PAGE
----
Socrates Exchange: What does government of, by and for the people really mean?
Citizens have a role to elect their representatives in, but then what is the role of the representative? Where should federal power end and state power begin? And in the end, who is really in charge, the citizen, the representative or the courts? The country, the state, the town or the citizen?
- Max Latona, Associate Professor of Philosophy at St. Anselm College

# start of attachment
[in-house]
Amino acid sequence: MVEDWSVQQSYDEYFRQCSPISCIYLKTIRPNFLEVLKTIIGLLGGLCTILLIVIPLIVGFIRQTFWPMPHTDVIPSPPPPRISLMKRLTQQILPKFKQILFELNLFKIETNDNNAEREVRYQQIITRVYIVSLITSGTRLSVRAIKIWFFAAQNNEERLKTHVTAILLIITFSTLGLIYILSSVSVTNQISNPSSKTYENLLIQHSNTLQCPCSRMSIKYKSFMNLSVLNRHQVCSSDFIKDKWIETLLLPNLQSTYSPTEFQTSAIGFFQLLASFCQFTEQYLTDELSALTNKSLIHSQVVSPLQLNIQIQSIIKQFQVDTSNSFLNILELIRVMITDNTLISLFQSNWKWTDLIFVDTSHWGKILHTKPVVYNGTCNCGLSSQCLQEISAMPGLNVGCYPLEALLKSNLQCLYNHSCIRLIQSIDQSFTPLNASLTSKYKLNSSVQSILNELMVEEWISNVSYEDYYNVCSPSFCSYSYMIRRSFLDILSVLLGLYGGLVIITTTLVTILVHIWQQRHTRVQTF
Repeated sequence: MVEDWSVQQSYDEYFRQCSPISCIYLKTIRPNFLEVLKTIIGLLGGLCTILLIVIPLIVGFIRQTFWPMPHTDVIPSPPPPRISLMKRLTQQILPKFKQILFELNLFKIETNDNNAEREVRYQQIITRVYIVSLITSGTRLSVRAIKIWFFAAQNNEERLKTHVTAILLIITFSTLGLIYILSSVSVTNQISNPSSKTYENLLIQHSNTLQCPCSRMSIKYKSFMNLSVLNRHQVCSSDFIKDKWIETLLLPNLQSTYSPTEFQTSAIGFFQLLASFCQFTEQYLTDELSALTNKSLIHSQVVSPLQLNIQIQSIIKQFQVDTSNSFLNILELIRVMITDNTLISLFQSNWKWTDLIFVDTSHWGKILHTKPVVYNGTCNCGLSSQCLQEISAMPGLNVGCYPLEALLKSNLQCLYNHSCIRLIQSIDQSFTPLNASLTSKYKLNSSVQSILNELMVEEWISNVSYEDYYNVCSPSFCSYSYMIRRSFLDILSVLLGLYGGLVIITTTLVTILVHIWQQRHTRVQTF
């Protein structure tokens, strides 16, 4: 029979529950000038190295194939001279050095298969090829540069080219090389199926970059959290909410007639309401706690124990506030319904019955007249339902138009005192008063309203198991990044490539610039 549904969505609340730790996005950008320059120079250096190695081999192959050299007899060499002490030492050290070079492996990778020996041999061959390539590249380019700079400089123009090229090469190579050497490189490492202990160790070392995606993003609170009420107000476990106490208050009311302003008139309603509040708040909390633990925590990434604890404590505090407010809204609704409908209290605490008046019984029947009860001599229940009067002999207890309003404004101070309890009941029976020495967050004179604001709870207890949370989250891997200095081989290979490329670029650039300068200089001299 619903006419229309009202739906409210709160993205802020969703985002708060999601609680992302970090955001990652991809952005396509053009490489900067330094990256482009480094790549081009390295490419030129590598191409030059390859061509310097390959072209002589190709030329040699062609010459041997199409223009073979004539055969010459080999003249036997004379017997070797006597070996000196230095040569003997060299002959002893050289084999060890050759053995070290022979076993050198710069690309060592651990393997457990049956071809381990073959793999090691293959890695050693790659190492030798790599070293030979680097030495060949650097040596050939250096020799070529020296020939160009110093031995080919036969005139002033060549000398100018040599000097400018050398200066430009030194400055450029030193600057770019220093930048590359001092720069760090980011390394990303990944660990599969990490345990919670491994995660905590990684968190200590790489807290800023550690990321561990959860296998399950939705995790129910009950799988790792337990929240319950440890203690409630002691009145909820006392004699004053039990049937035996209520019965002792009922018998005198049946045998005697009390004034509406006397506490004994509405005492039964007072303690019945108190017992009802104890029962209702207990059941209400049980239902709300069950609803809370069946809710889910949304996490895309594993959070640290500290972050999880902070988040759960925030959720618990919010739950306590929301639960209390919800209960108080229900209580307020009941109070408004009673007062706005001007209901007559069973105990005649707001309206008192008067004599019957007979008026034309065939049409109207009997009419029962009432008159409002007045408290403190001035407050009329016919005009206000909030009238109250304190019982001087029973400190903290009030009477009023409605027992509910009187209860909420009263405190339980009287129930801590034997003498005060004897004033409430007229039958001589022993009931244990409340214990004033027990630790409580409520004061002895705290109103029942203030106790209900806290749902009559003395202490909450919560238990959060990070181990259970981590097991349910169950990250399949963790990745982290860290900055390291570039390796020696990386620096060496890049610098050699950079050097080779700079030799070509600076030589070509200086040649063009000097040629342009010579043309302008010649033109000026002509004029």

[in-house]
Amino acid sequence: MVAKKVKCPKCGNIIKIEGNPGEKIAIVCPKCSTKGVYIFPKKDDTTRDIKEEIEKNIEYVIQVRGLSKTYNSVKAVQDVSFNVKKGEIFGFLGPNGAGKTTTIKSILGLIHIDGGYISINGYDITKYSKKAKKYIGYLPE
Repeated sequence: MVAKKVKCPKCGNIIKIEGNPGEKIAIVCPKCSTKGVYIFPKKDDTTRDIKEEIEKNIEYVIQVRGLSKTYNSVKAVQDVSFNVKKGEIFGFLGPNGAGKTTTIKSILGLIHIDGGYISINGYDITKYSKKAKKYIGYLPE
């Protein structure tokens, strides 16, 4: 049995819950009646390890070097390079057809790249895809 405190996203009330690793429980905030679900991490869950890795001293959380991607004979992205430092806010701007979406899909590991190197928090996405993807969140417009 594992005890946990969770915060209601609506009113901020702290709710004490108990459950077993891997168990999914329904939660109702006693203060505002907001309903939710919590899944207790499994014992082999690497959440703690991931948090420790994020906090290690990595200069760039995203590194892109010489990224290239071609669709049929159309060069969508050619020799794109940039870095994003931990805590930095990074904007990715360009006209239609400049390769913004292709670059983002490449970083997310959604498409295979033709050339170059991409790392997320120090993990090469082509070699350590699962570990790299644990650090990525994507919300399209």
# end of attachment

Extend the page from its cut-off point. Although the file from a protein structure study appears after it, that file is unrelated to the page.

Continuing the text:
Four and a half months after one of the bloodiest battles on American soil, our 16th President Abraham Lincoln delivered his historic Gettysburg Address. The speech was short, just over two minutes long, but its significance was great. Given at a time when the nation was ripped apart from war, Lincoln’s speech addressed the tenets of equality based in the Declaration of Independence and defined the Civil War as not only a battle for the Union but one that would bring a new freedom to its citizens. Outside of “Four score and seven years ago…” probably the most famous lines to come from the speech was one that defined our founders’ mission for the country, “…this nation, under God, shall have a new birth of freedom and that government: of the people, by the people and for the people, shall not perish from Earth”. It’s been said that Lincoln had borrowed that line from Massachusetts Senator Daniel Webster, specifically from a speech given in January of 1830 when Webster described the U.S. Government as “…made for the people, made by the people and answerable to the people”. Today what “of, by and for” the people is pretty clear, at least it its most literal sense. Of the people: We are the people who govern us. The governing officials come from the same pool of citizenry as those who elect them in. No one is born to govern and there are no kings, queens or aristocracy. By the people: We the citizenry made our government. It's a government run by the people to this day through their Representatives, Senators, The President, the judges etc. who they've designated to act on their behalf. For the people: The whole purpose of the government is to act for the peoples’ good, be it individually or collectively. But dig deeper than literal translation - and ‘of, by and for the people’ can get a bit fuzzy and philosophical. The first question you may ask is “who ARE the people”? The founding fathers had a very different idea of who should run the government than we do today. They felt that only a very few were really qualified to govern. Blacks, women, Native Americans were definitely not ‘of the people”. Neither were those who didn’t own property or were not considered ‘intelligent enough’. In the days of the Gettysburg address, those seen “of the people” loosened a bit, and over time the 13th amendment (race), 19th amendment (women) and 26th amendment (over 18) allowed more and more people the right to vote and the right to be ‘of the people”. Today, we may say that everyone of voting age is ‘of the people’, but still the debates come in. How about prisoners, illegal aliens, big business, the church or advocacy groups? Are they of the people? How about gays and transgendered who are not protected by all laws, is the government less ‘for’ them? How about if you don’t vote? Do non-voters have less of a say in how we govern that those who step up to the ballot box, write their congressperson and/or protest? Many say that “of, by and for” the people means we are a democracy… but are we? The founders - it’s been said - did not like idea of democracy. In fact, the word ‘democracy’ is not mentioned once in our Constitution. Many say our country is a Republic, not a Democracy. Others today would call what we have a Republican form of government with most of the vestiges of Democracy. So unlike a New Hampshire town meeting in which majority rules no matter what, the US government works by having us (the people) elect our representatives. They in turn write and vote on our laws. The courts in turn, (with either elected or appointed judges) interpret that law. Many say that having a Republic allows our government to actually be more of, by and for the people because it allows for the minority to get its say as well. The founders were not the only critics of democracy, at least the true “Athenian” form. Plato worried that Democracy would lead to 'mob rule', to 'rule of the stupid' and would 'lead to disagreement and conflict and hence a weakening of the government". Others from John C. Calhoun to Alexis de Tocqueville warned of the “tyranny of the majority”. So this leads to other Socratic questions when it comes to the question of “What does government of, by and for the people really mean”. Does that mean the majority should always have the final say? How about if the majority is wrong? If we are a government by the people, shouldn’t we then respect the will of the majority? If one party is voted in over another… why should it ‘reach across the aisle’ to the minority if ‘The people’ voted in the majority party? But are the people the majority? 2008 broke all records in the National Presidential election when 64% (less than 2/3s of America) showed up to vote during a very politically contentious time in our history. Generally midterm elections get a smaller percentage; town-wide elections can draw only 10-20 percent of the electorate. So are we really a government of by and for the people... when in most elections less than half of those people even show up to participate? Does the fact that Americans generally don't participate in their own democracy create a problem with the question? If we are a government of by and for the people, then do we have a responsibility to it? Finally when we say that we are a government ‘for’ the people, what does that really mean? When does the citizen’s voice end? Citizens have a role to elect their representatives in, but then what is the role of the representative? Is it to do the true bidding of the person who elected them in every way? Or once in, do we trust that they then make the best decisions for the nation, even if at times it goes against the beliefs of those citizens who voted them in? How far does the peoples’ role go past the ballot box, or does it? Does the representative’s role go past the judiciary? Where should federal power end and state power begin? Although marijuana is not legal for medical purposes federally, it is in certain states, a flagrant violation of federal law – or “government by the people”? And in the end - who is really in charge… the citizen, the representative or the courts… the country, the state, the town or the citizen? That’s what we’re discussing this month… Tell us what you think then respond to others. Challenge each other, question each other and get Socratic!